A Museum for the Americas
On September 21, the National Museum of the American Indian (NMAI), the first U.S. national museum dedicated exclusively to Native Americans, opened on the National Mall in Washington, D.C. Festivities included a procession of more than 11,000 American Indians in traditional regalia, a dedication ceremony, a marketplace featuring Native-made arts and crafts, and an evening concert with Cree singer Buffy Sainte-Marie, as well as traditional music ranging from throat singing to Hawaiian chants.
Established in 1989 through an act of the U.S. Congress, the NMAI is an institution of living cultures dedicated to the life, languages, literature, history, and arts of the Native peoples of the Americas.
“Visitors will leave this museum knowing that Indians are not part of history,” said the museum’s founding director, Richard West of the Southern Cheyenne. “We are still here and making vital contributions to contemporary American culture and art.”
The mission of this new addition to the Smithsonian is to tell the story of Native Americans in their own voices. What stories would be told and how they would be told, and what objects would be displayed and how they would be displayed, were decisions made by representatives of Native communities from Alaska to Chile. Indigenous peoples determined the content, look, and feel of the museum, including the design of the five-story curvilinear building, the brainchild of Blackfoot architect Douglas Cardinal and Cherokee/Choctaw Johnpaul Jones. Clad in rough golden-toned limestone reminiscent of a landscape sculptured by wind and water over the immensity of time, this imposing structure was built in accordance with many Native traditions. It faces east, with the rising sun. It is also configured by the four compass points and surrounded by four indigenous habitats, in keeping with Native peoples’ sacred relationship with the land. More than 30,000 trees, shrubs, and other plants belonging to 150 species recreate an upland hardwood forest, lowland freshwater wetlands, eastern meadowlands, and traditional croplands.
A 13-minute introductory film in the Lelawi Theater (projected on four canvas screens surrounding a rock that transforms from a storyteller’s fire, into an icy expanse, then into a rushing creek) sets the tone for what is to come. Titled Who We Are, this multi-media production highlights Native American spirituality, history, and cultural survival.
The three major NMAI permanent exhibits, titled Our Universes, Our Lives, and Our Peoples are the result of collaboration with 24 indigenous communities from across the Western Hemisphere, said Gerald McMaster of the Plains Cree/Siksika Nation, the museum’s deputy assistant director for cultural resources. Peoples were selected on the basis of geographic diversity and relevance to the exhibit themes of philosophy, history, and identity.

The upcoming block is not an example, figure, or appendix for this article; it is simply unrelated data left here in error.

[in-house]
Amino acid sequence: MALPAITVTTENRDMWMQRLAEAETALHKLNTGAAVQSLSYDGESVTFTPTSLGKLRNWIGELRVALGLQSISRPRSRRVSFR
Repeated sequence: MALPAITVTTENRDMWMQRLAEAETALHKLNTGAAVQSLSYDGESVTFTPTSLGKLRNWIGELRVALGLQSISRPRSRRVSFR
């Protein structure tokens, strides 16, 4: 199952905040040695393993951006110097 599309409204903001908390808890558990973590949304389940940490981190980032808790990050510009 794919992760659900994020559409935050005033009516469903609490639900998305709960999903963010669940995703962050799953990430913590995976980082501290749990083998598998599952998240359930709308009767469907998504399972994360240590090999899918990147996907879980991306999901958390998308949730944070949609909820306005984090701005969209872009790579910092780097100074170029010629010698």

“Visitors encounter a plethora of perspectives—even conflicting voices from the same tribe,” McMaster said.
The focus of Our Universes, curated by Emil Her Many Horses of the Oglala, is Native cosmology and the spiritual relationship between indigenous Americans and the natural world. Under a starry sky ceiling, exhibits explore annual ceremonies of Native peoples as windows intoancestral Native teachings. Spiritual leaders of the Pueblo, Anishinaabe, Lakota, Quechua, Hupa, Q ’eq’chi Maya, Mapuche, and Yup’ik were consulted in developing this display.
Pat Chaat Smith of the Comanche was the curator of Our Peoples, in which the Seminole, Tapirape, Kiowa, Tohono O’odham, Cherokee, Nahua, Ka’apor, and Wixarika share the stories of their struggles to maintain traditions in the face of adversity. Indigenous peoples are often portrayed in textbooks in narrow and inaccurate ways, but in this exhibit the visitor learns of the stories that have shaped American Indians as distinctive peoples. A highlight is a spectacular “wall of gold” featuring more than 400 gold figurines, swords, coins, and crosses dating back to 1490.
The curators for Our Lives, Gabrielle Tayac of the Piscataway and Jolene Rickard of the Tuscarora, examine 21st century Native identities. Showcased are the Kumeyaay, Yakama, Igloolik, Kahnawake, Saint-Laurent, Kalinago, Pamunkey, and the urban Indian community of Chicago. Videos, wall labels, photographs, and 300 cultural items work together to bring important contemporary Indian issues to the forefront. This exhibit also deals with the turbulent 1960s and 1970s when the Red Power movement was born.
Many American Indians who attended the opening of the NMAI responded positively to what they saw.
Gayokla Nichi, Jr., of the Blackfoot Nation said he felt that the museum will be a means for “bringing traditional people north and south all together and sealing the gap that a lot of people have created between Natives.”
“Every culture in society has their museums,” Nichi said. “Our culture is being stripped piece by piece; let’s rebuild our culture with the little bit that we still have. A museum is a good thing.”
Cultural Survival interns Abra Lyman and Katie Messick contributed to this report. Ian S. McIntosh works in the Offfice of International Affairs at Indiana University-Purdue University Indianapolis.
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